This is Zimbabwe's capital Harare and it is a major trade center for Tobacco, Maize, Cotton, and Citrus Fruit. It has an estimated population of 1,606,000. Harare has many things to do including visiting an art gallery, there are many parks, and some gardens to visit.
In the background there is a statue of the president Robert MUGABE and the city it is in is Zimbabwe's second largest city, Bulawayo. Bulawayo houses the country's main museum, the natural history museum, a railway museum, the Bulawayo Art gallery, which is housed in a most attractive turn of the century building, theatres, the Mzilikmzi Art and craft centre, good hotels and one of the finest caravan and camping parks in Zimbabwe. This city holds just over 1 million people.
In the 1830’s, the Ndebele people fleeing Zulu violence and Boer migration in present-day South Africa move north and settle in what becomes known as Matabeleland.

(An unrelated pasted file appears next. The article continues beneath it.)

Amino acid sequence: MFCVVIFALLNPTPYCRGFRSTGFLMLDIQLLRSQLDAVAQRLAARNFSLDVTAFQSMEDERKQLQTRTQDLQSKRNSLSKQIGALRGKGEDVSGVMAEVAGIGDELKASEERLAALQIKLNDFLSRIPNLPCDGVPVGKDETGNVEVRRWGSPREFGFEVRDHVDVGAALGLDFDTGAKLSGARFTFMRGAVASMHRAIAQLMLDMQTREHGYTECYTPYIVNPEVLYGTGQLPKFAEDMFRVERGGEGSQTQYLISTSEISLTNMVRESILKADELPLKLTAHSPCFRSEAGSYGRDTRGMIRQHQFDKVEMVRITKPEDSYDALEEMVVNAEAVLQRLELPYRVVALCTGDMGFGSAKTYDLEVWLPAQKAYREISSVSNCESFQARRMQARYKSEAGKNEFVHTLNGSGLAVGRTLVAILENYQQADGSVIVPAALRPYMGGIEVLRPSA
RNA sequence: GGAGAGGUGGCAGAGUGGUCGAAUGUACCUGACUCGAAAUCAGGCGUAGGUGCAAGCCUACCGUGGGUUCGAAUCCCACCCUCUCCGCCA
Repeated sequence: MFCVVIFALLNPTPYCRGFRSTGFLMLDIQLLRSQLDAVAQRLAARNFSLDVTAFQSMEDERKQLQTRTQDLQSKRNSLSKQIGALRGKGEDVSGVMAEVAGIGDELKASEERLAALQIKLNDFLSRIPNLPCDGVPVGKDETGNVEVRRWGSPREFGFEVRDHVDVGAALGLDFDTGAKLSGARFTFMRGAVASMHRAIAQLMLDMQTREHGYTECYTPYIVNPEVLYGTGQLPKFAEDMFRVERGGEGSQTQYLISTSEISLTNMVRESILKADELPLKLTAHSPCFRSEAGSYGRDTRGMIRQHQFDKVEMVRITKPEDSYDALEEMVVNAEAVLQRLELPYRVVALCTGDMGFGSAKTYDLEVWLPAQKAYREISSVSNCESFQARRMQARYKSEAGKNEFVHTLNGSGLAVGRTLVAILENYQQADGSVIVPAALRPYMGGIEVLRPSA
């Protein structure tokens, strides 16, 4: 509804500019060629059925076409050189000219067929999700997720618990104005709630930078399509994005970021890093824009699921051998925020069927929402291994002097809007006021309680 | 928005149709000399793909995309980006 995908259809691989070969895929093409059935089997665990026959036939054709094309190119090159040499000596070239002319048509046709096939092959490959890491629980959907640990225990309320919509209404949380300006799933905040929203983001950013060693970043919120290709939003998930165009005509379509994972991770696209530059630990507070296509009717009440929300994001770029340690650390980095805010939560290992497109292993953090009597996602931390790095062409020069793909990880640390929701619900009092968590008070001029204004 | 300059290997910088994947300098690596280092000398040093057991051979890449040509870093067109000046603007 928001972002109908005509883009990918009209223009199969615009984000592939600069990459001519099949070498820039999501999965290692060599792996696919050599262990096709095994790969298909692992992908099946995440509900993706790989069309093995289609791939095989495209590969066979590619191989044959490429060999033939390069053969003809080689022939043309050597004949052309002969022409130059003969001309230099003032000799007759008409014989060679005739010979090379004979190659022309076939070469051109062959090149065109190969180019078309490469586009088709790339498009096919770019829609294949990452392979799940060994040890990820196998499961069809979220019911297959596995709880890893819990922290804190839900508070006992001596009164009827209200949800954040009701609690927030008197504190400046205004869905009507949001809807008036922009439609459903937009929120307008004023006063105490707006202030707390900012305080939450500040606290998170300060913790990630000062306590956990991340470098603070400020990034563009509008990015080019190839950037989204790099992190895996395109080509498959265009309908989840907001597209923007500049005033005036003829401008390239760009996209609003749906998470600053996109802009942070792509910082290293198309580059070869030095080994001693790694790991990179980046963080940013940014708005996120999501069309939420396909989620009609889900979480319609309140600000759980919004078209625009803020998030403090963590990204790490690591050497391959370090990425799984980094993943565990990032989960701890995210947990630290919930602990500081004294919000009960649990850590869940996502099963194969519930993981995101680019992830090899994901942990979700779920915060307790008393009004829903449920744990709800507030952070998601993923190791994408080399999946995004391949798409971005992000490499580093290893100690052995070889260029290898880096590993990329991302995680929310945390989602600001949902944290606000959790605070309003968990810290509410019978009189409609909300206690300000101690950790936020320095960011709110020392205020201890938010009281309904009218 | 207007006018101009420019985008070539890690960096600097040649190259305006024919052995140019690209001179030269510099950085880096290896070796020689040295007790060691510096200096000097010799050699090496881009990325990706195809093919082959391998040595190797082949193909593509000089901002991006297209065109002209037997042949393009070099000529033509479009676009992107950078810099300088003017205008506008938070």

In 1980 on April 18th, Zimbabwe gained independence from the British. Before it was renamed Zimbabwe it was named Southern-Rhodesia in 1979 by Britain. They gained independence by Robert MUGABE winning the majority vote and becoming the Prime Minister of "Southern-Rhodesia" and renamed it Zimbabwe.
In 2002, State of disaster declared as worsening food shortages threaten famine. Also in 2002, 45-day countdown for some 2,900 white farmers to leave their land begins, under terms of a land-acquisition law passed in May.
In 2003, Canaan Banana, Zimbabwe's first black president, dies aged 67.
In 2005, Riot police disrupt a planned demonstration against the government's handling of the economic crisis. Union leaders were taken into custody and later hospitalised, allegedly after being tortured.